Section 10, Terminology and Procedures for Evaluation of Surface Textures Using Fractal Geometry

This section introduces the field of fractal analysis as applied to measuring surface texture.

Section 11, Specifications and Procedures for Precision Reference Specimens

This describes different types of specimens useful in the calibration and testing of surface profiling instruments. It is based on ISO 5436, Part 1, Material Measures, and contains new information as well.

Section 12, Specifications and Procedures for Roughness Comparison Specimens

This last section describes specimens that are useful for the testing and characterization of area averaging instruments.

The ASME B46.1-2019 document also includes numerous tables and figures, and it features several nonmandatory appendices.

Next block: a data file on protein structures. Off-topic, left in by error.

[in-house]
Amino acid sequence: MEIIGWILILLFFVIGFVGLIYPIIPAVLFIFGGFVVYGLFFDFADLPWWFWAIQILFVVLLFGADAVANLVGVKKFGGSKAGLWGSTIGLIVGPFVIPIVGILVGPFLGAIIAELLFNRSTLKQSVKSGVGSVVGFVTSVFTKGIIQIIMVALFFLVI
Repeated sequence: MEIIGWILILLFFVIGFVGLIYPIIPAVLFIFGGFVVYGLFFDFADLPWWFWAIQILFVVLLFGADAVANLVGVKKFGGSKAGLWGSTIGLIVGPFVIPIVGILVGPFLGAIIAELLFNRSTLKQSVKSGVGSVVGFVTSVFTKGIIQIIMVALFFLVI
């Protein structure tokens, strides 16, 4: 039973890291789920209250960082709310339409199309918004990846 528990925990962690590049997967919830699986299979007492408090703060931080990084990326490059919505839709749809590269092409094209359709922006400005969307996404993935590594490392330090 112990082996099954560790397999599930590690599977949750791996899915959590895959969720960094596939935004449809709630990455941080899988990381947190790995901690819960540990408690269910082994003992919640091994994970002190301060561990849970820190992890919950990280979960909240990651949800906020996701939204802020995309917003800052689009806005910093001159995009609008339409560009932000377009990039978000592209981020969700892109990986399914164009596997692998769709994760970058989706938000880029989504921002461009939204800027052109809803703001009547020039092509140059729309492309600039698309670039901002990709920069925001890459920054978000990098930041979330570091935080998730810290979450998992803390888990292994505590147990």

Rusty old engine in need of an ASME B46.1-2019 surface texture inspection for roughness, waviness, and lay.

Changes to ASME B46.1-2019

ASME B46.1-2019 revises the 2009 edition of the same standard for surface texture, and it underwent numerous changes, primarily to reflect the increasing number of surface measurement techniques and surface parameters in practical use. Some of the changes made to keep the latest revision of the standard current include:

  • Updated definitions for profile element, profile peak, profile peak height, profile valley, profile valley depth, mean spacing of profile elements, peak density, SAE peak, and spacing parameter.
  • Revisions to several figures, including Figure 1-3.3-1 “Profile Peak, Valley, and Element” (formerly Figure 1-6), Figure 1-4.2-1 “The Mean Spacing of Profile Elements RSm” (formerly Figure 1-13), and Figure 1-6.5-1 “Indication of Surface Lay” (formerly Figure 1-23).